Rana Zoe Mungin, a 30-year-old social studies teacher at Ascend Academy in Brooklyn, had an eight day odyssey from her first fever to intubation with a ventilator pipe, with one ambulance attendant suggesting the woman was having a “panic attack.”
That’s just one piece of the story being told by Mungin’s sister, a registered nurse.
Along the way, doctors treated Rana Zoe Mungin for asthma, but didn’t give her a COVID-19 test until she returned to the hospital via ambulance a third time, barely breathing.
Now Mungin’s family is fighting for her to get access to treatments that, so far, she’s been turned down for.
Mungin, a graduate of Wellesley College with a Master’s Degree from the University of Massachusetts, has always advocated for self-empowerment, but now her sister has to be her voice.
“My sister went to the hospital on the 15th of March for fever and shortness of breath,” Mia Mungin told PIX11. “They gave her albuterol for asthma and and gave her a shot of Toradol for her headache.”
She kept saying, “My headache is so bad.”
Mia Mungin works as an administrator for other nurses in home health care.
She remembers that a member of her staff “was in the emergency room March 8th and she said she had a fever March 9th. She wasn’t feeling well."
Mia Mungin said she herself didn’t feel well March 9 and developed a fever March 10.
She lives in the same East New York home as her sister and said Rana started running a fever on Thursday, March 12.
The teacher paid her first visit to Brookdale Hospital on March 15, and that’s when she received Albuterol and the medicine for her headache.
The hospital didn’t give Mungin a test for COVID19, and she went home.
The shortness of breath continued.
“She still was having shortness of breath, the 16th, 17th, and 18th," Mia Mungin. "My mother asked her if she wanted to go back to the hospital and she said, ‘No.’”
On March 19, Mia Mungin insisted an ambulance be called, and the paramedics gave her sister a nebulizer treatment, she said. Mungin said one of the attendants kept saying her sister’s lungs were clear.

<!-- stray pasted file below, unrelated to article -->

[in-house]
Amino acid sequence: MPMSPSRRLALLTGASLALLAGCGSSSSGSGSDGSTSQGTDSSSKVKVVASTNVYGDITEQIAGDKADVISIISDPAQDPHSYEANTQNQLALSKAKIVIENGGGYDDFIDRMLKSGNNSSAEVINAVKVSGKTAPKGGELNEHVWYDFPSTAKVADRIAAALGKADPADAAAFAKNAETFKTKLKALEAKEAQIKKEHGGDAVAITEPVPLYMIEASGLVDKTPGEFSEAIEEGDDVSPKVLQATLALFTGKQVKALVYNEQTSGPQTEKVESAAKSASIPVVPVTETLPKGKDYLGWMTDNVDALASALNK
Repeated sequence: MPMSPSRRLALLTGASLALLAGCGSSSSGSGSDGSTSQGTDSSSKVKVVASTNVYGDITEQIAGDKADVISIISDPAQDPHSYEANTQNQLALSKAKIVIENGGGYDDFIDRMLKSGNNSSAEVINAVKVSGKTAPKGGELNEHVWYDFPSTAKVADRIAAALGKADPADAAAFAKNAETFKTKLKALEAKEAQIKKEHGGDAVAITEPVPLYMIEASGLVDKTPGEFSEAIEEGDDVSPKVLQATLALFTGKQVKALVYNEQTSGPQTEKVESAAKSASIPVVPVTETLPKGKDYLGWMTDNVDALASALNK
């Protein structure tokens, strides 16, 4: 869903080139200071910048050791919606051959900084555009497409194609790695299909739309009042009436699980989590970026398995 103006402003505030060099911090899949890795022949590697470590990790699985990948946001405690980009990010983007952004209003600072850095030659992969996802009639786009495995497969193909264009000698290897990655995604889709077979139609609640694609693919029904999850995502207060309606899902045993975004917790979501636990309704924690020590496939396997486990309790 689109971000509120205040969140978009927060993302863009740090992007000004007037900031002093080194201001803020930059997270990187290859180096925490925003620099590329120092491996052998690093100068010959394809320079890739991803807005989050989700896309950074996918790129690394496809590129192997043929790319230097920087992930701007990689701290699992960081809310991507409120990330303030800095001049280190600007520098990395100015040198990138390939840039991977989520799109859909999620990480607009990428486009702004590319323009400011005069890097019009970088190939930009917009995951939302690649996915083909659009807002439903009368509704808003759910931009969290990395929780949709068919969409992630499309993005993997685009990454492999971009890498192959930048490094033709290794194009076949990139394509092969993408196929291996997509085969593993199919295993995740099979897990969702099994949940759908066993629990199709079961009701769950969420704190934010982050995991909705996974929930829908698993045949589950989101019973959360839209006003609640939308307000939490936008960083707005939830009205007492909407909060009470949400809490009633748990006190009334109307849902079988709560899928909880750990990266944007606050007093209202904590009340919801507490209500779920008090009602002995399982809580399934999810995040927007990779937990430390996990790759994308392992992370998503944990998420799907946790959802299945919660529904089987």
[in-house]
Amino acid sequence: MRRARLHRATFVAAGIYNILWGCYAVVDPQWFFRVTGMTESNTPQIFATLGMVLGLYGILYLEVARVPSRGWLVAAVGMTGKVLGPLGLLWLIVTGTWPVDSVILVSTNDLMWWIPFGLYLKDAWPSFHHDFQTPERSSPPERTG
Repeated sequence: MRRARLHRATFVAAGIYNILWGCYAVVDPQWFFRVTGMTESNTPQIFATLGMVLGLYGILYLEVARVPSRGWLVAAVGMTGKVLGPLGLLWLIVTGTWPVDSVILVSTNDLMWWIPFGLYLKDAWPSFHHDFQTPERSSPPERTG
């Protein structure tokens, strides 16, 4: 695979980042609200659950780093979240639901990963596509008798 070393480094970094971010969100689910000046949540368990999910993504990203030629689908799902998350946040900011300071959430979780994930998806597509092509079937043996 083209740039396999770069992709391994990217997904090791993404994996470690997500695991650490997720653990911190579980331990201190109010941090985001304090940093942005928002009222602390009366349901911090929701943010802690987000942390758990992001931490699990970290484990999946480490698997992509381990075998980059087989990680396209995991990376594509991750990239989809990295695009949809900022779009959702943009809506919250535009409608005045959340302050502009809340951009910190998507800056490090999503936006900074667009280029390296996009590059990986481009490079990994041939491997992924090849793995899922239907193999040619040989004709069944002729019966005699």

“He insinuated she was having a panic attack. She kept saying ‘I can’t breathe,” Mia Mungin recalled.
When they got to the hospital on this second visit, Mia Mungin said a doctor told the family “Her lungs are clear. We’re not going to test for corona, because we don’t have enough tests.”
Rana Mungin went home March 19 “and she couldn’t get up the stairs," her sister said. "I watched her all night.”
By Friday afternoon, March 20, “she wasn’t breathing,” Mia Mungin said.
Rana Mungin was taken again by ambulance to Brookdale Hospital and, this time, family wasn’t allowed in
Three hours later, “that’s when I was told she was intubated and on a ventilator.”
The doctors started the teacher on one experimental treatment for the virus, a mixture of anti-viral Hydroxychloroquine and antibiotic Erythromycin.
“Her oxygen levels got better,” Mia Mungin told PIX11. “But she took a bad turn last night.”
Mia Mungin said she was told her sister was approved several days ago for transfer to Manhattan’s Mount Sinai Hospital, where she would have access to an ECMO machine that could filter her lungs—sort of like a dialysis machine.
But the transfer never happened.
“I kept calling and calling,” Mia Mungin said. “They decided to hold off on the ECMO, because she was improving."
But the teacher apparently had a relapse in her progress Tuesday.
The family was hoping she would be approved for the Remdesivir clinical trial , which is a promising treatment, but there’s been an overwhelming number of requests and Rana Zoe Mungin was turned down.
She remains in Brookdale Hospital.
This article was written by Mary Murphy for WPIX.